Does Piven Want A Lawsuit?
It would appear that actor Jeremy Piven has fallen prey to one of the deadliest of Hollywood sins-believing his own press.
Last night Piven sat across from David Letterman and did his, now tired, song and dance about how he ended up with mercury poisoning from eating seafood-despite what the science says.
If we start from ground truth science and not what Piven or some contract-law arbitrator tells us, we find that Piven simply did not have mercury poising. There are no cases of people being diagnosed with mercury toxicity from the normal consumption of seafood.
Was he sick? Did he feel ill for one reason or another? Sure, I’ll bet he did, but did a fish diet knock him off Broadway? No.
Fish is an inherently healthful product and absurd suggestions like the following exchange with Letterman begs a question…
- Letterman, “So it was the consumption of a fish diet for 20 years that raised the mercury and that caused the Epstein Barr [virus] and that caused the arrhythmia?”
Piven, “Well, they are all contributing factors…”
…does Piven want a defamation lawsuit filed against him?
Eating fish did not give him Epstein Barr and the suggestion that it gave him heart problems is absurd. Perhaps his doctors, or better yet his lawyers, didn’t read the 2008 issue of the American Journal of Clinical Nutrition that reported on evidence that fish and its omega-3 fatty acids should be considered more than just a healthy part of a diet, but among the most important treatments for coronary heart disease and sudden cardiac death. And then there’s the draft FDA report released earlier this year that concluded that fish consumption helps prevent 50,000 cases of heart attack and stroke per year in the U.S. alone.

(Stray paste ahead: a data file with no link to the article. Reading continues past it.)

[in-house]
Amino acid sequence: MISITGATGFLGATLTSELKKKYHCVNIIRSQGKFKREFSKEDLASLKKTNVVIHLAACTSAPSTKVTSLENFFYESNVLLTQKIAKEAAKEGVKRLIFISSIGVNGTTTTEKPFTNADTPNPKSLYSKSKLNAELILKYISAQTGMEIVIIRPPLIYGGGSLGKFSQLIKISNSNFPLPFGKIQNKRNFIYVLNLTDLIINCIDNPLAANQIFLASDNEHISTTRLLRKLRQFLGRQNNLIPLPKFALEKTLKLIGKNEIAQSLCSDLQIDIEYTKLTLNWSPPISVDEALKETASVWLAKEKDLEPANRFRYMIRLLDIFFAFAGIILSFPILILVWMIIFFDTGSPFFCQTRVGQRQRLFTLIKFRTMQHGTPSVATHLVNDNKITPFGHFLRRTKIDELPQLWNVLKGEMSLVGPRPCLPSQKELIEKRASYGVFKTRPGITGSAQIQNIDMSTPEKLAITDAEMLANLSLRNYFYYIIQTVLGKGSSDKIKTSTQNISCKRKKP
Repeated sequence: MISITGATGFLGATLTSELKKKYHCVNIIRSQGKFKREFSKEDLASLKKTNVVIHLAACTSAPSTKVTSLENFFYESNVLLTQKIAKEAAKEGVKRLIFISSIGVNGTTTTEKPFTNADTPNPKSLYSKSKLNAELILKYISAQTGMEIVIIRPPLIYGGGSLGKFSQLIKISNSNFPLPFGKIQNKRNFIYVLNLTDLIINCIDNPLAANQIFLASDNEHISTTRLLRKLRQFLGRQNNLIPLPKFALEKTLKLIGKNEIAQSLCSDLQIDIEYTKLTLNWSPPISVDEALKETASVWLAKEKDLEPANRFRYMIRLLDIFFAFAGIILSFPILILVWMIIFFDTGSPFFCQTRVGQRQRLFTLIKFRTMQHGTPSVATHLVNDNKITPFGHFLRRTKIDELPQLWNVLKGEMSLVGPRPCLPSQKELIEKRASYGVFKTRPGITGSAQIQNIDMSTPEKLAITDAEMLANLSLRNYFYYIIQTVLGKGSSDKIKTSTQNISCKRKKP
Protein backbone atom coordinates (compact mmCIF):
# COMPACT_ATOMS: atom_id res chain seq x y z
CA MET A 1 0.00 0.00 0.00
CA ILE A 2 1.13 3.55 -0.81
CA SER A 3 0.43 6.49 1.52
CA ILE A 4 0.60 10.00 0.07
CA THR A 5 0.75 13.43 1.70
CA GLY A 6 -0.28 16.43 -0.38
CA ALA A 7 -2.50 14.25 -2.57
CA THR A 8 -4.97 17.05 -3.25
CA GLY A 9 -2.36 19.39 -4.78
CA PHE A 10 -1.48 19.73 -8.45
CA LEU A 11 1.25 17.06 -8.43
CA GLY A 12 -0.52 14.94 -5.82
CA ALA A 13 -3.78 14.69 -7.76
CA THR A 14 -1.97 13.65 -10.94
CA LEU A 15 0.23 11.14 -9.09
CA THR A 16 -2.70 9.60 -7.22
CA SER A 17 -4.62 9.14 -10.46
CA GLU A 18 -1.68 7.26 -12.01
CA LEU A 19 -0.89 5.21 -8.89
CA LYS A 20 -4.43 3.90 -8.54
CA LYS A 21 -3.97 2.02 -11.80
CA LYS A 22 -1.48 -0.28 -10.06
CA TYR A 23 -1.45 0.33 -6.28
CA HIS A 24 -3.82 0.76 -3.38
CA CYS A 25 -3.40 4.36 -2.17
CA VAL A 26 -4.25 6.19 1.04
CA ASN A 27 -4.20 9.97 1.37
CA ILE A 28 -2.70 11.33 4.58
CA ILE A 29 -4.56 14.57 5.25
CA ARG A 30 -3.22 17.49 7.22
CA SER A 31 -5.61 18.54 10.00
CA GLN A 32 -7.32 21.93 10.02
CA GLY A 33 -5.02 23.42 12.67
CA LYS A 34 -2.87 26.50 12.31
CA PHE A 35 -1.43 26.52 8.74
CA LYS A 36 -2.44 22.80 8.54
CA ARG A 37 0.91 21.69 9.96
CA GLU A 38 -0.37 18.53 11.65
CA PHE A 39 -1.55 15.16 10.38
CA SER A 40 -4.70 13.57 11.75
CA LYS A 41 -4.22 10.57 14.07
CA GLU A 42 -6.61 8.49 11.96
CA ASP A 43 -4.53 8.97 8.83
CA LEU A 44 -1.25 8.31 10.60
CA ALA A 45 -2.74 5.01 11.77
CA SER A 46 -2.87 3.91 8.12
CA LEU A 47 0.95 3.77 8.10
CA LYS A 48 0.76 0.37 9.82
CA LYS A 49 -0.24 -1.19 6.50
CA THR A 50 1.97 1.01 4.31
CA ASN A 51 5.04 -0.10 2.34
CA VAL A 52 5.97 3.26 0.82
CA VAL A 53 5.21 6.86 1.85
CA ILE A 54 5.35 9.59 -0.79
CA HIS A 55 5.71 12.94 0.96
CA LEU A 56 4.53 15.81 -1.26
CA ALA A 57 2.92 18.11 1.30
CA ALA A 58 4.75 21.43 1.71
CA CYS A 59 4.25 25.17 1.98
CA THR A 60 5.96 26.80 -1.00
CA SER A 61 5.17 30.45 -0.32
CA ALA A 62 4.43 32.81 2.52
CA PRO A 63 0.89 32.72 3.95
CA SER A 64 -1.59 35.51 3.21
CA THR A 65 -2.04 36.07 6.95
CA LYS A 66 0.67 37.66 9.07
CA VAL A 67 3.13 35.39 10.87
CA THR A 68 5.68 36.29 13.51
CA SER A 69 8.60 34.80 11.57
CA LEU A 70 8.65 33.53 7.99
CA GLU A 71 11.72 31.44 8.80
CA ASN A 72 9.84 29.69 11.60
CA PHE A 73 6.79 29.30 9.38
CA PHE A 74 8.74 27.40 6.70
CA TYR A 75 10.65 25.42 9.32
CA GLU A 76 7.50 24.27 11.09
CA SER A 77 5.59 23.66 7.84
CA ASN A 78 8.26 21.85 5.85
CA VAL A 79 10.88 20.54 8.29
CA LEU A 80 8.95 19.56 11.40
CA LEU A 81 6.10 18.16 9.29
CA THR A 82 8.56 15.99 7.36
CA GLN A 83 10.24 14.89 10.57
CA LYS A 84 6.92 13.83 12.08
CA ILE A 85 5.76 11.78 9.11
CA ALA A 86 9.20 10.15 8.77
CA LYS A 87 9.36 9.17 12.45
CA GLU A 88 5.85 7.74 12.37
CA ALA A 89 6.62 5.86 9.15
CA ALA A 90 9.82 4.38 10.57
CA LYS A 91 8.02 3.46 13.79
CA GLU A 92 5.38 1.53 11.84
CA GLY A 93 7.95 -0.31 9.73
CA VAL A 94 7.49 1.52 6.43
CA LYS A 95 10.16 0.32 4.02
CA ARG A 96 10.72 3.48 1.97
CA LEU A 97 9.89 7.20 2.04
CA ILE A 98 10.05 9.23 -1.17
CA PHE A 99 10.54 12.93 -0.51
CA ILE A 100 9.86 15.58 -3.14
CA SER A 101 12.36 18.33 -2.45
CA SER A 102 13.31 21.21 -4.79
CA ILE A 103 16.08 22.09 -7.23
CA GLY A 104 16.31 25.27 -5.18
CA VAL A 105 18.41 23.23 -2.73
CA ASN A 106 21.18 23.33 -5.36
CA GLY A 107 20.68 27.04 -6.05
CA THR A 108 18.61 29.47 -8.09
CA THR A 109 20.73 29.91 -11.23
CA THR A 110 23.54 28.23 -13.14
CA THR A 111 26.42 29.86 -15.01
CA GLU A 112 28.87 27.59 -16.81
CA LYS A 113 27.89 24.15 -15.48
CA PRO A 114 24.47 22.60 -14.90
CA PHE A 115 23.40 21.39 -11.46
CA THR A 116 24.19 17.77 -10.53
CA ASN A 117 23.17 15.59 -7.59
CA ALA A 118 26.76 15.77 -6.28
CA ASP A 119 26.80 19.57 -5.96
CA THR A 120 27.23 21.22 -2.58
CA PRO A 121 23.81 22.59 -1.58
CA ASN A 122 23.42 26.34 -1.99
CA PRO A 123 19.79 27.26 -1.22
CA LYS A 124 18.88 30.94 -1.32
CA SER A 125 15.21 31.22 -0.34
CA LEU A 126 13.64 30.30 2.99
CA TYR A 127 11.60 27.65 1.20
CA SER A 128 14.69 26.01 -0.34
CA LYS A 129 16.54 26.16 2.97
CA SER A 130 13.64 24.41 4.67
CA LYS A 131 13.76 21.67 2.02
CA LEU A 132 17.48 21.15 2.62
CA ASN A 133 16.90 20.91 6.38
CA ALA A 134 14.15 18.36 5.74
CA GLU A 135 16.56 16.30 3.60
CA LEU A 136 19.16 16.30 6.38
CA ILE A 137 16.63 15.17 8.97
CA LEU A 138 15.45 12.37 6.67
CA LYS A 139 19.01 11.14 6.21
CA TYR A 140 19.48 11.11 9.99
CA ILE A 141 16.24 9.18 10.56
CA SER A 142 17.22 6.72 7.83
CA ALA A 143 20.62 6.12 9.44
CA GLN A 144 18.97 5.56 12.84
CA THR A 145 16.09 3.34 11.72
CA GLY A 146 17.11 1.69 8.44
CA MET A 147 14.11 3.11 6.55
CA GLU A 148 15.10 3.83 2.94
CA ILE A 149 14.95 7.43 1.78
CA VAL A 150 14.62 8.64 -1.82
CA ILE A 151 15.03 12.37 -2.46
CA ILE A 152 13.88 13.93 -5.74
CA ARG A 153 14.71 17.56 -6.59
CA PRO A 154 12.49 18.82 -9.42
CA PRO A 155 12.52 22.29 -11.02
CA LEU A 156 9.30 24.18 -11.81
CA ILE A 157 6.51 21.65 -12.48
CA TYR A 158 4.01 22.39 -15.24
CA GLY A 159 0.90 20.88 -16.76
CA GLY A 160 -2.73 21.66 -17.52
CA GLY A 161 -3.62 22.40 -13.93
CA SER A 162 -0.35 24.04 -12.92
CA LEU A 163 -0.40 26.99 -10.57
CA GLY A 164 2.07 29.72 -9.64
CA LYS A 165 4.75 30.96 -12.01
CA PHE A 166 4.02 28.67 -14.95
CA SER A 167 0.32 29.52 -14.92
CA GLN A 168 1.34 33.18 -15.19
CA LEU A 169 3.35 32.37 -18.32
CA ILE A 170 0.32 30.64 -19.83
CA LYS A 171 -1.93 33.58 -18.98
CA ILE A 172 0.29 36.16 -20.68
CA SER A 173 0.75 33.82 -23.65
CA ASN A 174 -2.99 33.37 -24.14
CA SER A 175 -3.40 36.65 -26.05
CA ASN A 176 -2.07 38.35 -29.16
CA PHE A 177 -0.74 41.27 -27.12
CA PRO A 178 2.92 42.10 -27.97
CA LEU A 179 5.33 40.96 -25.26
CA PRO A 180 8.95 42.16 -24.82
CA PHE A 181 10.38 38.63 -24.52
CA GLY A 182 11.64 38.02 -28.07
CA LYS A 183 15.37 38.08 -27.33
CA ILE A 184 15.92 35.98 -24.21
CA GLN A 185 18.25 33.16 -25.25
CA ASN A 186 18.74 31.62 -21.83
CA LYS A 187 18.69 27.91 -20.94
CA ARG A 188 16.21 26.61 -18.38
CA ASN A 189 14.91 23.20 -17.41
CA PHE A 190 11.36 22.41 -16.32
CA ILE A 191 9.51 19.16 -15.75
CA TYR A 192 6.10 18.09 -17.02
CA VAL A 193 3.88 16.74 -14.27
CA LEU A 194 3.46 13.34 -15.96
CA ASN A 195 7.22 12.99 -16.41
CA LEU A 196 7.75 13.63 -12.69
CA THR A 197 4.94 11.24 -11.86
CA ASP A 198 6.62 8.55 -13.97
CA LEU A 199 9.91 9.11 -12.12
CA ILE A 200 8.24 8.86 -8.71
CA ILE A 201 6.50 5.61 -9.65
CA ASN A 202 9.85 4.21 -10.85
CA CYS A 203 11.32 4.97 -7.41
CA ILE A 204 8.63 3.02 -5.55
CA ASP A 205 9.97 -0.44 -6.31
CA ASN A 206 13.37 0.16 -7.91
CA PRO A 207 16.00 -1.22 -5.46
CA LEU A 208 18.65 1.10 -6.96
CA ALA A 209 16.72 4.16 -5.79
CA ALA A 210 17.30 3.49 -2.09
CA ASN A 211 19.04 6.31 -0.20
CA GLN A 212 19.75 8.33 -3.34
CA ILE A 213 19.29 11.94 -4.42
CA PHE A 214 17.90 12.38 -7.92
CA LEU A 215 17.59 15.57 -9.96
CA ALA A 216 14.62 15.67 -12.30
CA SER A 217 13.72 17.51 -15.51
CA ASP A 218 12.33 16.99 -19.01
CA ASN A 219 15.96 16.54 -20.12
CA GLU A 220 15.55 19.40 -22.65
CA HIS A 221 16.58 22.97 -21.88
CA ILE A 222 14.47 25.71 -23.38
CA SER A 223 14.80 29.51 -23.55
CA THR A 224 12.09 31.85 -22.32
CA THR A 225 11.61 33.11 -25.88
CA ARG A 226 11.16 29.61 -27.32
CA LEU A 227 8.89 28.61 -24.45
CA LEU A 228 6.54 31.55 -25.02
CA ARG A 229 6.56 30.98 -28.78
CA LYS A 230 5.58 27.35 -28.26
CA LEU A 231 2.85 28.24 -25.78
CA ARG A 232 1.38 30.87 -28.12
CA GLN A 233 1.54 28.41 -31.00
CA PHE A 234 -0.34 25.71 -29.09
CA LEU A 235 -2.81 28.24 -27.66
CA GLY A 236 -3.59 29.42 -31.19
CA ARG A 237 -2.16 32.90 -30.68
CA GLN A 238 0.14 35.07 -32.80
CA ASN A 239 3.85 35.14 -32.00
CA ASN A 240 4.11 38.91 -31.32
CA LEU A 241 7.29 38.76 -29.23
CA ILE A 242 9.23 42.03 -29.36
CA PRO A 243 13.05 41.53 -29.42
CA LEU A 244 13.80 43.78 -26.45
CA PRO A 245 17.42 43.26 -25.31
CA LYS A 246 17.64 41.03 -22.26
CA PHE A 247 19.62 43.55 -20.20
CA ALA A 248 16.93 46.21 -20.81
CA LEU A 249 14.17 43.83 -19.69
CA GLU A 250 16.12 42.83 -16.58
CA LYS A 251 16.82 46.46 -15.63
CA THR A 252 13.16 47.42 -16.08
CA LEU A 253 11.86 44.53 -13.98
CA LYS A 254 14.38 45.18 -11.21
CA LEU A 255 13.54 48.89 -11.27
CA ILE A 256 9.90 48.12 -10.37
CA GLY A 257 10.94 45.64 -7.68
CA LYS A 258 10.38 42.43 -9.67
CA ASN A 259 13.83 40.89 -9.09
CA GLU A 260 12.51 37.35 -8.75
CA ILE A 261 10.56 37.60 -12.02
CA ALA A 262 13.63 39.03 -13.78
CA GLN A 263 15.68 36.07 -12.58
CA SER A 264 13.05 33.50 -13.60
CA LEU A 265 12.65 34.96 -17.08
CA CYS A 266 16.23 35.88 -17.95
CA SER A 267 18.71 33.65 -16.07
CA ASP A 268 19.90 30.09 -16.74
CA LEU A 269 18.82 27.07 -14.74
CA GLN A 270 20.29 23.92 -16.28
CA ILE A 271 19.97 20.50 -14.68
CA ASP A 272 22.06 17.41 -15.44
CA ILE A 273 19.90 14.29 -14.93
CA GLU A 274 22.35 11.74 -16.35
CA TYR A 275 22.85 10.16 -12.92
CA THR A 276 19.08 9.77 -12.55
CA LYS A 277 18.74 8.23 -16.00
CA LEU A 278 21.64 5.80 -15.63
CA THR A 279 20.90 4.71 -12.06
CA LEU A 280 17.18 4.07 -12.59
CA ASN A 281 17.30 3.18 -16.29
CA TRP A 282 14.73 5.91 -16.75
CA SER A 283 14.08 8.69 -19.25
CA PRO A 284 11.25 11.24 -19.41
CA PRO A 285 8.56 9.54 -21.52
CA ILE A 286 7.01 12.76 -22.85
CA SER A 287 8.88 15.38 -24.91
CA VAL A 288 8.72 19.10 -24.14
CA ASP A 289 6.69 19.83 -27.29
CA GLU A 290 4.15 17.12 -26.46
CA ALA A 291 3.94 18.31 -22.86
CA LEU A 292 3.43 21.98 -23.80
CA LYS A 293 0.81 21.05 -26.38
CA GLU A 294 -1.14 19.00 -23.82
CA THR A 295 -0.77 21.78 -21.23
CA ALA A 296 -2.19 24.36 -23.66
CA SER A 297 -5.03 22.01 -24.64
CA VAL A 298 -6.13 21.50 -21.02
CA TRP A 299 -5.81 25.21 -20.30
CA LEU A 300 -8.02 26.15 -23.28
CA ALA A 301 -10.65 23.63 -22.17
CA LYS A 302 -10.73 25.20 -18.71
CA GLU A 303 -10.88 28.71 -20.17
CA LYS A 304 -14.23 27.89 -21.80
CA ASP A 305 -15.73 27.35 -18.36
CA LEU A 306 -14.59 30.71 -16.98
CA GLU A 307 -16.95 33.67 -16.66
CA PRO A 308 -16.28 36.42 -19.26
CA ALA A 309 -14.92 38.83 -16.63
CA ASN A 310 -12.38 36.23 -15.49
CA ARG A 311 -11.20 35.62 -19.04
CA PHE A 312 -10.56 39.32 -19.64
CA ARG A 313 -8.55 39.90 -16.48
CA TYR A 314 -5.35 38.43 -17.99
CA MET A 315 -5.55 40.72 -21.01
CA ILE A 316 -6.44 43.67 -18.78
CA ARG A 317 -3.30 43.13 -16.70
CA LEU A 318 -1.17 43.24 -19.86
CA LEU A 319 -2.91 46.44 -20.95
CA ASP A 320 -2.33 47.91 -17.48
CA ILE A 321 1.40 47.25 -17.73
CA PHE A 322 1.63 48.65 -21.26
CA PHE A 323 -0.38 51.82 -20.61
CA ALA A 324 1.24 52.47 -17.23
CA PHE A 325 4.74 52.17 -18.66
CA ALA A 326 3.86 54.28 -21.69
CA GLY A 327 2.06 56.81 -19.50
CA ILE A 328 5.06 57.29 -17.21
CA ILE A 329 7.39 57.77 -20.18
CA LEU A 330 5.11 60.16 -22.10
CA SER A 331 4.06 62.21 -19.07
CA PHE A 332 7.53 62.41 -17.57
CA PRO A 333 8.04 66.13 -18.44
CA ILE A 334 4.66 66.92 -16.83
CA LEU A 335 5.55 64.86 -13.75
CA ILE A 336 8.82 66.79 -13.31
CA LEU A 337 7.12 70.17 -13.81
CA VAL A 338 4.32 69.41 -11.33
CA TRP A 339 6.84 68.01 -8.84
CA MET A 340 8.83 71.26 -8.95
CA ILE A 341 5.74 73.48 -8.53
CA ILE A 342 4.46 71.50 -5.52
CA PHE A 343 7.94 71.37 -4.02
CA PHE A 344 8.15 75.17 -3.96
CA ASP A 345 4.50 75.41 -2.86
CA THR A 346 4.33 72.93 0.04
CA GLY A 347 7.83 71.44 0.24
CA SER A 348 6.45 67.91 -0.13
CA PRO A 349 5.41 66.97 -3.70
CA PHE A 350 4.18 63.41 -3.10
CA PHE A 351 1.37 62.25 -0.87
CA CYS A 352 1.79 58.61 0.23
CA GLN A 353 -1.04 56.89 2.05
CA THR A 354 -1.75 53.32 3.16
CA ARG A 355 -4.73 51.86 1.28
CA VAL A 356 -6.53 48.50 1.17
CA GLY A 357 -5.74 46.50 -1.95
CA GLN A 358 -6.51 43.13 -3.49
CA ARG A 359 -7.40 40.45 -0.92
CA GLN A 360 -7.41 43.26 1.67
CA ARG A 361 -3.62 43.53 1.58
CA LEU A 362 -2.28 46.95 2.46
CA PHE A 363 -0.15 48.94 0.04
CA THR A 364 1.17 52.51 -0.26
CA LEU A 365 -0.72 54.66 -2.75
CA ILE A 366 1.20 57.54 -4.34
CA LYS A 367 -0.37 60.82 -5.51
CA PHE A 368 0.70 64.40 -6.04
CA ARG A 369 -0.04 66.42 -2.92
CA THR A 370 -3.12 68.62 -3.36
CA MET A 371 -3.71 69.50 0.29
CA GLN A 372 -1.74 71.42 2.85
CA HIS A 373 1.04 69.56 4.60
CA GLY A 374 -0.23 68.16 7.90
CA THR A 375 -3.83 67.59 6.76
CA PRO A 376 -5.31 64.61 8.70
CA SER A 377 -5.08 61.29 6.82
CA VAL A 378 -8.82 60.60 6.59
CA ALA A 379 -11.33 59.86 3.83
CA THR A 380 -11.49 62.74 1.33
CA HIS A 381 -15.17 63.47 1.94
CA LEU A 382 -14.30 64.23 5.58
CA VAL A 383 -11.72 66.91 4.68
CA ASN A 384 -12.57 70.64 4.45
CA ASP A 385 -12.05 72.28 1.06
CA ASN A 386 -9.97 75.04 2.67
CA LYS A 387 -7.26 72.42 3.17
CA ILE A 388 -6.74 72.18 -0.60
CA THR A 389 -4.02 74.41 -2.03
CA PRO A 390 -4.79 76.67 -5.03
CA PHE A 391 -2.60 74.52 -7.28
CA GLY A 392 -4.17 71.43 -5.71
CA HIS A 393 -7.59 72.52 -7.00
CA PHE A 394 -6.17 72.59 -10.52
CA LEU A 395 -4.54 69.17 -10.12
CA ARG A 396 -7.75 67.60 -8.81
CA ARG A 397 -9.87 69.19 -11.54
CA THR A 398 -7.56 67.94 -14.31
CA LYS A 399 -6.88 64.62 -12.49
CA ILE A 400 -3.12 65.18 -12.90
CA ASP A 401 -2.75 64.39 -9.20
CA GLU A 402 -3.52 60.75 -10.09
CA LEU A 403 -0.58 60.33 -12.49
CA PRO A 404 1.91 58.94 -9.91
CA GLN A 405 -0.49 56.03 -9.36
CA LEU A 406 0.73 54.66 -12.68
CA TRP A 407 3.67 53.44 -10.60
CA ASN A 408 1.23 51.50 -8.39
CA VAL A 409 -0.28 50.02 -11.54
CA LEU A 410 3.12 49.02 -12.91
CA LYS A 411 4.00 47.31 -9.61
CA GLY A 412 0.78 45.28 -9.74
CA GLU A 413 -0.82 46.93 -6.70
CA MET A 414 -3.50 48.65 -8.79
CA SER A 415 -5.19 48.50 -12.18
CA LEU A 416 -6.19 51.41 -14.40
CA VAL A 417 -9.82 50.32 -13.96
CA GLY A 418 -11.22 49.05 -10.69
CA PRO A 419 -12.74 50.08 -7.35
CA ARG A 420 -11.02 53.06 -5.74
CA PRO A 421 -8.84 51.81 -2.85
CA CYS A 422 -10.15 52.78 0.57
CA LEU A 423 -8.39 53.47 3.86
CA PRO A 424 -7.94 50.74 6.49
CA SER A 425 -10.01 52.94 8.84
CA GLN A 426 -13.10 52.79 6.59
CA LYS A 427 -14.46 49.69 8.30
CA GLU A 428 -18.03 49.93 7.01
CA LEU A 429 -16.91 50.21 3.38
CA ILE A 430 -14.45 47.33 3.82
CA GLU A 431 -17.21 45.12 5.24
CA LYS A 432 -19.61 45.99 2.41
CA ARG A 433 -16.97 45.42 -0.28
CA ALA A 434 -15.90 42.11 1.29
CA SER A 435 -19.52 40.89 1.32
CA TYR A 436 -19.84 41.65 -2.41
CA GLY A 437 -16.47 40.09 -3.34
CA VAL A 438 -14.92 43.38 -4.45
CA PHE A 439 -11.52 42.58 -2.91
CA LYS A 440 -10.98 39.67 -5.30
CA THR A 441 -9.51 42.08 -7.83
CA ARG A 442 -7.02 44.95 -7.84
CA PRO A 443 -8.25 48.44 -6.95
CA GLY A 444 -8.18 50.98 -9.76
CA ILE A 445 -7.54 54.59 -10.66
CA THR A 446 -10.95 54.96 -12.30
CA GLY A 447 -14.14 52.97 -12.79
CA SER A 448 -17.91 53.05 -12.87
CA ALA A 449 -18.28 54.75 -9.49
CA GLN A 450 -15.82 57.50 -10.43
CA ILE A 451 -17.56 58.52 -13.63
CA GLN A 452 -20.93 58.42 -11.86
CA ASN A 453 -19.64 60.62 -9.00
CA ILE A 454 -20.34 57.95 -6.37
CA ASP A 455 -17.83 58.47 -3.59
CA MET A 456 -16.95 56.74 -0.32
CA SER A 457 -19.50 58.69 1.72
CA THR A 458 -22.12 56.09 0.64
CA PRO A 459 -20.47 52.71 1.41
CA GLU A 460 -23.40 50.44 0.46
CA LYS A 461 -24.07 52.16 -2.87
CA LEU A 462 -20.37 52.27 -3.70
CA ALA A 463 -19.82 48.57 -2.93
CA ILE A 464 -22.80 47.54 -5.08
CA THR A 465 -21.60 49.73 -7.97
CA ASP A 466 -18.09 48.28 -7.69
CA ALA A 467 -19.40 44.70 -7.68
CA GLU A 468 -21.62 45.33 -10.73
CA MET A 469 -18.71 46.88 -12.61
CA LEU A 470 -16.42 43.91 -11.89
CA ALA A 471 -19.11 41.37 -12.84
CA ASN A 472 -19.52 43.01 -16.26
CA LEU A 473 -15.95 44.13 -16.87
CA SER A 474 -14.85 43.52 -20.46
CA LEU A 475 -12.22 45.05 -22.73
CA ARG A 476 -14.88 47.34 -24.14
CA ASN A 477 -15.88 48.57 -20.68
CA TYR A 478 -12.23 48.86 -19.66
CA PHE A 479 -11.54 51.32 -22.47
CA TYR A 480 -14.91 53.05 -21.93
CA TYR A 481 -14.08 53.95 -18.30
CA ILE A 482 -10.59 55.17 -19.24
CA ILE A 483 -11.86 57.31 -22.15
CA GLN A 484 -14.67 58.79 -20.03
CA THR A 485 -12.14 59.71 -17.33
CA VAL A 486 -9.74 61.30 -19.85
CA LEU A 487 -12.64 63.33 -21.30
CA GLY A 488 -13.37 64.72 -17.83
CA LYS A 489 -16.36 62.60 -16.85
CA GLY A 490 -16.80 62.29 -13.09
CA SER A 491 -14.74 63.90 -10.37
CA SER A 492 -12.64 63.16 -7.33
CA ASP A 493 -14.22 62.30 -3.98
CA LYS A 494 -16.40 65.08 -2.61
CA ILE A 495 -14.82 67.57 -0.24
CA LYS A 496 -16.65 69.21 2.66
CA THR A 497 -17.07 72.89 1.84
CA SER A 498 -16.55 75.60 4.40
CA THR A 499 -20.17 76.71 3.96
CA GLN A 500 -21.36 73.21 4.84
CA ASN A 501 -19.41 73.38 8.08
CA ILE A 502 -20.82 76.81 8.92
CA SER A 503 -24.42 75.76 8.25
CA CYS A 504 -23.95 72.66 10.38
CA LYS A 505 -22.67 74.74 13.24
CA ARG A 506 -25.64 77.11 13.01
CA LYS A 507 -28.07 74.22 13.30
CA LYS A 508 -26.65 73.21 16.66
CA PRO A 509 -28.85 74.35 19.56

I am not a lawyer, nor do I play one on TV, but I do know this; there are some basic legal requirements for establishing a claim of defamation. For starters the statements have to falsely impugn a product’s reputation. To prove actual malice you need to prove a defendant made statements with reckless disregard for whether they were false or not.
Likewise, courts have ruled that a defendant would be protected only if he were merely expressing an opinion. The distortion of facts in this case goes far beyond opinion. And finally there’s a little thing called the doctrine of “substantial truth.” This doctrine holds that a statement that is “substantially” true is not defamatory, even if it is not completely true-Piven’s continued insistence that he had “mercury poisoning” caused by the normal consumption of seafood is not “substantially,” “historically, or “medically” true.